It’s Time To Remove Cannabis From The Federal Drug Schedules

Ben Curren
Contributor, Markets
I cover the legal cannabis industry

When the Controlled Substances Act (CSA) passed almost 50 years ago, it created a classification system, known as drug schedules, that prescribe how the federal government views and responds to specific drug compounds. Under this system, those listed on Schedule I are generally perceived as unsafe, having a high potential for abuse, and having no accepted medical use.
Heroin, LSD, and Ecstasy are all on the CSA’s Schedule I – as is cannabis.

The matrix descends according to a decreasing abuse potential and increasing medical use, meaning that at the Schedule V level, included drugs are standard over-the-counter medications, “generally used for antidiarrheal, antitussive, and analgesic purposes,” according to the United States Drug Enforcement Administration.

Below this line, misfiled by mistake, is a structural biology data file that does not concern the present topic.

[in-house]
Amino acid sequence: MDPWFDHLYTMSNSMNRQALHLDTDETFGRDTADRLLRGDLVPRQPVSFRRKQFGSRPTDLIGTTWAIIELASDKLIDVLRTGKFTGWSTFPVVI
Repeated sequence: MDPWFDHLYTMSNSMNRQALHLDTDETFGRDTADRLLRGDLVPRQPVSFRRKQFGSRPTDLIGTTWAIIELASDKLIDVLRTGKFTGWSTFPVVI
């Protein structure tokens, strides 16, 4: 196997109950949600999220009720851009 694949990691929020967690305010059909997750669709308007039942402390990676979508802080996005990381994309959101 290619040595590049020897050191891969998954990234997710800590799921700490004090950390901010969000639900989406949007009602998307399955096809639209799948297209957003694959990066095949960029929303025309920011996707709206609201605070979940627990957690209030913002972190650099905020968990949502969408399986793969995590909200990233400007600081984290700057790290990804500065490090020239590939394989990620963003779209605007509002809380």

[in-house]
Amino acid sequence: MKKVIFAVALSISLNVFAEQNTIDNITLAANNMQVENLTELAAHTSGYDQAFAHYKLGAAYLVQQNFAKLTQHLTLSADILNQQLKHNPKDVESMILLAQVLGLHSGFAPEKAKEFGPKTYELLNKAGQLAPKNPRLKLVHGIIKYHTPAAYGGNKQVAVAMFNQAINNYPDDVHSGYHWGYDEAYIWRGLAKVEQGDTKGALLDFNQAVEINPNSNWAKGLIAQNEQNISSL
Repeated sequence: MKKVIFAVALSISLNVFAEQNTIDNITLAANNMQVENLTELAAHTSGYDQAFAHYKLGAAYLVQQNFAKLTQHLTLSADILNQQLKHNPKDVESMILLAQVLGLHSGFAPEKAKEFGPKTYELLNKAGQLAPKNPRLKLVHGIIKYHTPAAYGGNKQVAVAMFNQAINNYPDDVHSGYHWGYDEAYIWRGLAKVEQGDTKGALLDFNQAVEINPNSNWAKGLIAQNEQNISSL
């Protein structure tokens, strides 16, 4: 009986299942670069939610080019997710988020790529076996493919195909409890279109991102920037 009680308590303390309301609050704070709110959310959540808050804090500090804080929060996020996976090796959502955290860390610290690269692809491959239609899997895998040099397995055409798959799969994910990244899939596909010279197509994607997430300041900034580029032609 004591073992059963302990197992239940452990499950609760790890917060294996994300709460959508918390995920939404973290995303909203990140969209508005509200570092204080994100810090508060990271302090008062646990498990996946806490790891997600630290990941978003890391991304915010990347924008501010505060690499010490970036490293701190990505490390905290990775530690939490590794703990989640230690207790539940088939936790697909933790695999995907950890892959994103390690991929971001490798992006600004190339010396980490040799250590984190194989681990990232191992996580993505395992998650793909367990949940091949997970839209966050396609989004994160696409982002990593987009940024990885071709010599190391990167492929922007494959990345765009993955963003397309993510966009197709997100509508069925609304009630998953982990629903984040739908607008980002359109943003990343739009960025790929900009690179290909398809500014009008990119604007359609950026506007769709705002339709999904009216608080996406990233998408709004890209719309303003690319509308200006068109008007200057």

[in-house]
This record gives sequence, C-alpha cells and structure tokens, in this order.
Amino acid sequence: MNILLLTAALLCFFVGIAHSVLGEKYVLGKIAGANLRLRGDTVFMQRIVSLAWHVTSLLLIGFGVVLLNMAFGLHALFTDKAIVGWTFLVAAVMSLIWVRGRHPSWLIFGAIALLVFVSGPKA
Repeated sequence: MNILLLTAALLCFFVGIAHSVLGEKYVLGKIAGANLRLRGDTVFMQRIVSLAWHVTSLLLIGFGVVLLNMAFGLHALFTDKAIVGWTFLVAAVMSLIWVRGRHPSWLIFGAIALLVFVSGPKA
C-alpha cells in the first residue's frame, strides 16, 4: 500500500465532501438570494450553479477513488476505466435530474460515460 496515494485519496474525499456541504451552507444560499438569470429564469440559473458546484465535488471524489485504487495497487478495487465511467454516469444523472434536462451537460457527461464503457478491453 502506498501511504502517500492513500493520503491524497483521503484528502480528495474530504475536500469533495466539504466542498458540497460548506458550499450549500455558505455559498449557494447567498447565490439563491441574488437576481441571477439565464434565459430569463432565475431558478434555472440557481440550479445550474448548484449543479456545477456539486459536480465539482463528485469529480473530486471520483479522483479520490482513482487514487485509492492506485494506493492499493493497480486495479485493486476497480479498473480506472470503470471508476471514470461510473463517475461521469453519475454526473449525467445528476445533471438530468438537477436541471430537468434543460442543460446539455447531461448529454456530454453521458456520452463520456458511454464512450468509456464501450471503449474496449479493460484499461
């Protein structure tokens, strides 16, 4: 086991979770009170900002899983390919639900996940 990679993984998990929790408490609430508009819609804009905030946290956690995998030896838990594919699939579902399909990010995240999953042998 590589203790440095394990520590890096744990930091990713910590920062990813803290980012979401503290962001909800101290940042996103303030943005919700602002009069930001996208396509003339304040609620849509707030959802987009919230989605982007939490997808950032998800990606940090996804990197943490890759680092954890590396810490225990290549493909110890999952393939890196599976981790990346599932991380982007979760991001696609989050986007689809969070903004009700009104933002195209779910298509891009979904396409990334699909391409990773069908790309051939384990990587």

In theory, this sounds reasonable, but, in practice, it is not. For one thing, the Schedule I designation means the federal government views cannabis to be more dangerous than cocaine, crystal meth and fentanyl, all of which are on Schedule II. For another, 33 states and the District of Columbia have disagreed and seen fit to legalize cannabis for recreational and/or medical purposes.

That’s why it’s long past time for cannabis to be descheduled.
A key criterion for Schedule I listing is that a drug has no currently accepted medical use. This runs contrary to the fact that certain states have legalized cannabis for medical use so that physicians can prescribe it for patients suffering from a variety of maladies, including epilepsy, cancer and Parkinson’s Disease.

At the federal level, the Food and Drug Administration has approved three cannabanoids, a derivative of cannabis, for use in medicine. For example, Epidiolex includes the non-psychoactive compound cannabidiol (CBD) derived from cannabis to treat seizures associated with two rare and severe forms of epilepsy. The FDA also approved synthetic cannabinoids for cancer patients undergoing chemotherapy and AIDS patients.